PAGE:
University in Germany is structured very differently than it is here in the US. First, admissions are almost solely based on your GPA from high school, meaning we were close to 1,200 freshmen in mechanical engineering alone (which also has to do with university being free to attend). I was the last class to enter on a traditional “Diplom-Ingenieur” before the B.S. and M.S. system was introduced. The first two years were really meant to “weed out” students; by the time I graduated we were roughly 350 students who remained in the program. Because of the large class sizes, there is no way of forming relationships with professors. It also means that there is one big final exam (which usually had that many questions that it was impossible to finish; even for someone like me who was fairly fast at solving problems), with basically no midterms, graded homework, etc (would have been too much grading to do). Class attendance was not required (except for lab courses), meaning students were responsible for their time management more than what they are here in the US. While I prefer the option to work towards your final grade throughout the entire semester, i.e. have more but lower stakes assignments and exams, I do like the German approach of placing more emphasis on student independence and the ability to self-teach (which is an important skill beyond college). I am trying to incorporate some of that idea into my undergraduate class by giving open-ended assignments in which students have to find and define their own boundary conditions and assumptions. I believe that this approach prepares them better for their job upon graduation.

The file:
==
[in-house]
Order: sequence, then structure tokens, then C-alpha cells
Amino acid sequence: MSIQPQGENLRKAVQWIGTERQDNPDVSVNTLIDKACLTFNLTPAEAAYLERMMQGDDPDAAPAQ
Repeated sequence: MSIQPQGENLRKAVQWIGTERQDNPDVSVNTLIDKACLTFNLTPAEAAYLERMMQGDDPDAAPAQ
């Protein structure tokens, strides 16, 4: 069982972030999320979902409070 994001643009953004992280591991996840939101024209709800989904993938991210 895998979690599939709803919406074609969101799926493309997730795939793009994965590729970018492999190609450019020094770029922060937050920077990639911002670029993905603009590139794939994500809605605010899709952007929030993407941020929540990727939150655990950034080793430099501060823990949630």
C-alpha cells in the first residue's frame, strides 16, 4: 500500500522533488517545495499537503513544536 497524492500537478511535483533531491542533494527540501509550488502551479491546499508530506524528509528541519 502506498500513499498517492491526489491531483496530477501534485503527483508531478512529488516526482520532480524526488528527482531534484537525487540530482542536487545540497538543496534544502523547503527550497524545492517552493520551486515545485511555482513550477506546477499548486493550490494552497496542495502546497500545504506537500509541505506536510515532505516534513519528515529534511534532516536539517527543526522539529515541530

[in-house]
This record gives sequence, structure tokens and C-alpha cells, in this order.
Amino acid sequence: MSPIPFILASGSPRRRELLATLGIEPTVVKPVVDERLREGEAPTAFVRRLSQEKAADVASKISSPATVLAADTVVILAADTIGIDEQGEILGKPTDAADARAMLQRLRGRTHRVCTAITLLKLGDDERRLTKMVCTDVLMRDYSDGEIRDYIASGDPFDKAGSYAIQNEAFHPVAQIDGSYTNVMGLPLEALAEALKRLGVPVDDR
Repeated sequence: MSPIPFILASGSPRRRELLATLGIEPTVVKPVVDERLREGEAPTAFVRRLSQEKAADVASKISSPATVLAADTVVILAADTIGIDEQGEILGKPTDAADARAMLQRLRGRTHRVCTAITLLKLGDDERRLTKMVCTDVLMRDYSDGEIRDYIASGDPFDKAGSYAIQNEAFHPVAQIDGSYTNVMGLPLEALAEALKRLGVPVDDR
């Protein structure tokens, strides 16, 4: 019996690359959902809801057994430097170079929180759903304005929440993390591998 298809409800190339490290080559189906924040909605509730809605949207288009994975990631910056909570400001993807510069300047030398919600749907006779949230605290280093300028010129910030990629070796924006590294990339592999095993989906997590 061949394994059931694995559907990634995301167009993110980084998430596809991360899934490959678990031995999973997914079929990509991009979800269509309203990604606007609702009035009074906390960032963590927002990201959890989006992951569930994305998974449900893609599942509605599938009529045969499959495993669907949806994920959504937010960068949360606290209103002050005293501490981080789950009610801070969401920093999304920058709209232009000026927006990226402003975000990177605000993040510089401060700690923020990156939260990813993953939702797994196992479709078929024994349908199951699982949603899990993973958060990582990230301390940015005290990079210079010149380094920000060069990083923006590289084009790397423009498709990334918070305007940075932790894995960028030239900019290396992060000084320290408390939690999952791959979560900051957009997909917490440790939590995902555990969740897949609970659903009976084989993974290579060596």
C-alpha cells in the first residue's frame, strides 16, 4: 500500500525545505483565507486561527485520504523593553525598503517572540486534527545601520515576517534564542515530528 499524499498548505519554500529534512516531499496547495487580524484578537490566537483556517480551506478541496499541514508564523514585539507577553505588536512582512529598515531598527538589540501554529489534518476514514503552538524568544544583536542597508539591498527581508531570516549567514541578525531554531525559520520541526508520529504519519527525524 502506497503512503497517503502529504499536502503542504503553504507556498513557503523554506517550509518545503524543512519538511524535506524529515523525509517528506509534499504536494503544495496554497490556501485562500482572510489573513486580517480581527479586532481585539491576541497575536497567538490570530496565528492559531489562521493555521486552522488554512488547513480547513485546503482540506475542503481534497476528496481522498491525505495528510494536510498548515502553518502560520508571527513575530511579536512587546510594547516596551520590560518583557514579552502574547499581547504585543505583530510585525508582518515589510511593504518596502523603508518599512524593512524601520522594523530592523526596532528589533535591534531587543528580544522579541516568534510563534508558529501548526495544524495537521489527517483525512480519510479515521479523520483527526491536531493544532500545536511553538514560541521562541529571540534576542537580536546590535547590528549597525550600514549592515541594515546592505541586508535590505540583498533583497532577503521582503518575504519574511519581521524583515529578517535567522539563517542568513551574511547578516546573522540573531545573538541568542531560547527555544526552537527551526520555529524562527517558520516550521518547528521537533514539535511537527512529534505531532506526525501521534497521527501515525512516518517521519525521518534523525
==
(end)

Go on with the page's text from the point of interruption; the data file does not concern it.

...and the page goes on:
Tell me more about your thermal fluids research group WashU. What projects are you working on, and how do you guide students and lab members in this research?
We are a primarily experimental research group, meaning we use different imaging techniques to understand the physics behind different thermal-fluidic phenomena. Currently the focus of my research lies on “droplets”; how they interact with solid surfaces, with each other, during phase change (i.e., evaporation, condensation), and how we can use them to make heat transfer and thermal management more efficient. For example, we currently have a project with NASA in which we are developing a thermal switch that can passively turn on and off the flow of heat (similar to an electrical switch, which turns on and off the flow of electrons = current), depending only on the environmental temperature.
Similar to what I described above, I try to place a lot of emphasis on the independence of students; PhD students, but also undergraduate researchers who join my lab. We do have weekly meetings, but I try not to micro-manage and encourage my students to develop their own ideas, learn how to ask the right scientific questions, and come up with experimental methods of answering those questions.
What are some of the challenges of teaching engineering, and how do you address them?